@shaderbytes, I agree with @bghgary in that your F0 should be between 0.02 and 0.05 which is where most dieletric materials fall for their F0 value. Conductors are usually higher, but this is a safe range for dielectrics.
The other thing affecting the overall light in your original image is the IoR value of 3.0. If an IoR value of 1.0 is how fast light travels in a vacuum your value of 3.0 means light is traveling through your material at a speed three times slower than in a vacuum. Diamond affects light by bouncing it around inside the material before reflecting it from the surface which slows down the light, but the IoR of diamond is only 2.417 so you have set the cotton fabric of your material to slow light even more than a diamond meaning it is bending the light as it travels through the material. While some wavelengths of light are indeed absorbed by the material, we aren’t really dealing with bending light through a cotton or poly blend fabric. Almost all liquids and solids have an IoR over 1.3 with most plastics having an IoR between 1.3 and 1.7 so unless I have a specific material that I can get a precise IoR for, I tend to leave my IoR around 1.5.
This is what the render looks like with an IoR of 1.5 and an F0 of 0.04:
To help understand what light is doing on the surface, I disabled the skybox and changed the clear color to black. Your base color is very dark, and it may be a little low for PBR (26, 26, 26), not out of the ballpark but dark enough that you won’t see a lot of detail. The other thing that is likely contributing to the issue is that your normal map is pretty crunchy meaning there is a lot of change in the perturbed surface normal in a very short distance which you can see by the drastic change in color in the normal map:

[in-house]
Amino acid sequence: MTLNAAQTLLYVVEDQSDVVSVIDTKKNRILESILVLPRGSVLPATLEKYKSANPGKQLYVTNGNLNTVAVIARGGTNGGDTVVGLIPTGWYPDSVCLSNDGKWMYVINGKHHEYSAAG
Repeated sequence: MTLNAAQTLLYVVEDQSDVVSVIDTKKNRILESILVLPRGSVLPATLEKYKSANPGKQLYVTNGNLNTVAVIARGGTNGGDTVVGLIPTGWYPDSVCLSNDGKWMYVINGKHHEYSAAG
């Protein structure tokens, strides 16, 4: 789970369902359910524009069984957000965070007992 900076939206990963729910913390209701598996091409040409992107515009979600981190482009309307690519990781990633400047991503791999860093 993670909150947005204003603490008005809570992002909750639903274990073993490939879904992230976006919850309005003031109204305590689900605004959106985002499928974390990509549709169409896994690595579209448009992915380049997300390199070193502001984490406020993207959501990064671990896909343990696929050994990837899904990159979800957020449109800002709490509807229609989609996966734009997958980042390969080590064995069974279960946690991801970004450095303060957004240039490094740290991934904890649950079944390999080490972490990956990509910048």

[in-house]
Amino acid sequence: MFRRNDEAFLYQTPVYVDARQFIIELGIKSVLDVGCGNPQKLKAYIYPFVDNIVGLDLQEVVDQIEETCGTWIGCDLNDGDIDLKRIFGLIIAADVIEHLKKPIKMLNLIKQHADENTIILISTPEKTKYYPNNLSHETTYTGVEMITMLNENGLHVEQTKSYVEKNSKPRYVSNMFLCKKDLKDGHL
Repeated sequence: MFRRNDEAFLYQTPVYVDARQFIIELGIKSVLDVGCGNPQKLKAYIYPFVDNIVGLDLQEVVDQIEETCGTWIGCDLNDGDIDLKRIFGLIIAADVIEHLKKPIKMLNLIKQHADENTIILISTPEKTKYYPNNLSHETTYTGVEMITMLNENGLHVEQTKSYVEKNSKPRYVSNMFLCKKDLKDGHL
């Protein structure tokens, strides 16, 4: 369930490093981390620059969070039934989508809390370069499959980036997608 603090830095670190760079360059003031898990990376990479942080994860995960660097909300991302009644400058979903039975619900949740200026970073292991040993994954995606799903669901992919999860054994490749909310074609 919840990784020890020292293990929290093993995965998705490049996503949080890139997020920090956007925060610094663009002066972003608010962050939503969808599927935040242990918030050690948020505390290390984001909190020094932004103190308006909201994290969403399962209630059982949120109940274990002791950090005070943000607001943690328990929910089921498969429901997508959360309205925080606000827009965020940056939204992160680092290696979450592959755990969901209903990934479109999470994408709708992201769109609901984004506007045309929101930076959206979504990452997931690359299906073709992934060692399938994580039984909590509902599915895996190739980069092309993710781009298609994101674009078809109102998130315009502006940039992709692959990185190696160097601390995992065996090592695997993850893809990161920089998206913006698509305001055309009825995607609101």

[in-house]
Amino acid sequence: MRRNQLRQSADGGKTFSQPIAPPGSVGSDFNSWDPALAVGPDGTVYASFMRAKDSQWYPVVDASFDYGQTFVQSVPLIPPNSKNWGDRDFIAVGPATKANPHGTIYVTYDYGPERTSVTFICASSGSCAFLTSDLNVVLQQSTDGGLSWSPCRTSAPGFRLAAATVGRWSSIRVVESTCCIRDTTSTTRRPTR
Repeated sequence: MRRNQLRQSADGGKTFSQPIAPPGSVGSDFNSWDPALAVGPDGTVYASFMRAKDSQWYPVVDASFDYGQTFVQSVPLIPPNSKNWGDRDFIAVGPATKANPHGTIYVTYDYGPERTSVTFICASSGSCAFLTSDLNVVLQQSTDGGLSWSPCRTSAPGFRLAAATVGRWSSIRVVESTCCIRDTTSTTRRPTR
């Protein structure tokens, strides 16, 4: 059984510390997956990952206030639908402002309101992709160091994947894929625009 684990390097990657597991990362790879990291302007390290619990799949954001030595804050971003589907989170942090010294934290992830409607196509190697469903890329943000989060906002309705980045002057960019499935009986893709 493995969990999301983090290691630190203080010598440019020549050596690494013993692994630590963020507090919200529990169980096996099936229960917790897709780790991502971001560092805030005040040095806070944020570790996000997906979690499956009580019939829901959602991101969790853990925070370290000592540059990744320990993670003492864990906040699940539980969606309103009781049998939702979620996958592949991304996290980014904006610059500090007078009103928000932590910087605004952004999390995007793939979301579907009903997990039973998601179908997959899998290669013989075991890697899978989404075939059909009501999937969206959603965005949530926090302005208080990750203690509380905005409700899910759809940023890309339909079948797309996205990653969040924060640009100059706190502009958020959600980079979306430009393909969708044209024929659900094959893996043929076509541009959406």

Reducing the normal strength of your texture by approximately half will help control some of the surface noise as light tries to hit the ridges of the material and horizon occlusion tries to cull light that is on surfaces rolling away from the view angle. This should give a less mottled look to the fabric as crunchy normals will make the surface feel dotted with bright and dark pixels.
Lastly, I reduced the roughness of the material to about 0.7. There is nothing in the real world with a roughness of 1.0 and most fabrics will have some sort of reflective nature in the fibers from dyes, to thread composition, to plastics or coatings in the thread. This also gives you more headroom in case you needed to show a dirty fabric that may be coated in dried mud, which would almost certainly be rougher than a cotton or poly blend fabric but would also not be a roughness of 1.0.
Lastly, @bghgary is right that baking out an ambient occlusion map will help with culling light where it is not supposed to be like under the arms. Obviously this changes if the model is animated as you need to be careful how you bake an AO map for a mesh that will move. In that case, baking it in A or T pose will likely give you the best compromise for an AO that helps but does not break the lighting on the model when the pose changes.
I can repro the issue you reported about the texture being inverted when saving out to Babylon so we will look into that.
I hope this helps but feel free to ping with more questions.